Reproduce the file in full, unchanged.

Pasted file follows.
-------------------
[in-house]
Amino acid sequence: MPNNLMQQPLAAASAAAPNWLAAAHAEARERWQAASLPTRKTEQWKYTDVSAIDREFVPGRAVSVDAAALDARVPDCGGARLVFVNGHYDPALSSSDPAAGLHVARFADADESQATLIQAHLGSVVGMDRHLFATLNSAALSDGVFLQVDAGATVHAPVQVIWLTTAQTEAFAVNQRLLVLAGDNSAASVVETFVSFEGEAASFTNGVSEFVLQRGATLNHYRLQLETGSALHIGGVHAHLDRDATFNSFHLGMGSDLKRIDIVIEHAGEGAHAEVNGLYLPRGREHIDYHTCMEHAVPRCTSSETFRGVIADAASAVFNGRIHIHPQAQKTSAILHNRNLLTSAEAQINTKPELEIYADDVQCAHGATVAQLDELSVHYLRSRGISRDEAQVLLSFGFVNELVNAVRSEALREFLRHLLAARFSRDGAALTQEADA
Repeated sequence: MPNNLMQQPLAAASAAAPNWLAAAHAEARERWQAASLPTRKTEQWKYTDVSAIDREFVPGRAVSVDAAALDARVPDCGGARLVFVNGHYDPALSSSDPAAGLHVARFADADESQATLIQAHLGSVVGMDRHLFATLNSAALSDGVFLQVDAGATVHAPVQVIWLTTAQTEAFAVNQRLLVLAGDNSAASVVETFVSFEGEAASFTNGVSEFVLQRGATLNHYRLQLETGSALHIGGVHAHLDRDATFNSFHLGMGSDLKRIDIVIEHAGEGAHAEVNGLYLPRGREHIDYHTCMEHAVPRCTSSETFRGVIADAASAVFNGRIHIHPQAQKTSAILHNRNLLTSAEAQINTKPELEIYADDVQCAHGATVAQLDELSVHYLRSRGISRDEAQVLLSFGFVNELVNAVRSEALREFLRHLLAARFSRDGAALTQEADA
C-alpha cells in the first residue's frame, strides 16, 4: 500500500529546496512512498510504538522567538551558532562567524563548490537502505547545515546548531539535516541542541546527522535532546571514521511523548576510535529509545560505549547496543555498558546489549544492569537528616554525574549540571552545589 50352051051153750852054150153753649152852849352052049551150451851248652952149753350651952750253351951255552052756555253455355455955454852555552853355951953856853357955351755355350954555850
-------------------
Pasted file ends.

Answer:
[in-house]
Amino acid sequence: MPNNLMQQPLAAASAAAPNWLAAAHAEARERWQAASLPTRKTEQWKYTDVSAIDREFVPGRAVSVDAAALDARVPDCGGARLVFVNGHYDPALSSSDPAAGLHVARFADADESQATLIQAHLGSVVGMDRHLFATLNSAALSDGVFLQVDAGATVHAPVQVIWLTTAQTEAFAVNQRLLVLAGDNSAASVVETFVSFEGEAASFTNGVSEFVLQRGATLNHYRLQLETGSALHIGGVHAHLDRDATFNSFHLGMGSDLKRIDIVIEHAGEGAHAEVNGLYLPRGREHIDYHTCMEHAVPRCTSSETFRGVIADAASAVFNGRIHIHPQAQKTSAILHNRNLLTSAEAQINTKPELEIYADDVQCAHGATVAQLDELSVHYLRSRGISRDEAQVLLSFGFVNELVNAVRSEALREFLRHLLAARFSRDGAALTQEADA
Repeated sequence: MPNNLMQQPLAAASAAAPNWLAAAHAEARERWQAASLPTRKTEQWKYTDVSAIDREFVPGRAVSVDAAALDARVPDCGGARLVFVNGHYDPALSSSDPAAGLHVARFADADESQATLIQAHLGSVVGMDRHLFATLNSAALSDGVFLQVDAGATVHAPVQVIWLTTAQTEAFAVNQRLLVLAGDNSAASVVETFVSFEGEAASFTNGVSEFVLQRGATLNHYRLQLETGSALHIGGVHAHLDRDATFNSFHLGMGSDLKRIDIVIEHAGEGAHAEVNGLYLPRGREHIDYHTCMEHAVPRCTSSETFRGVIADAASAVFNGRIHIHPQAQKTSAILHNRNLLTSAEAQINTKPELEIYADDVQCAHGATVAQLDELSVHYLRSRGISRDEAQVLLSFGFVNELVNAVRSEALREFLRHLLAARFSRDGAALTQEADA
C-alpha cells in the first residue's frame, strides 16, 4: 500500500529546496512512498510504538522567538551558532562567524563548490537502505547545515546548531539535516541542541546527522535532546571514521511523548576510535529509545560505549547496543555498558546489549544492569537528616554525574549540571552545589 50352051051153750852054150153753649152852849352052049551150451851248652952149753350651952750253351951255552052756555253455355455955454852555552853355951953856853357955351755355350954555850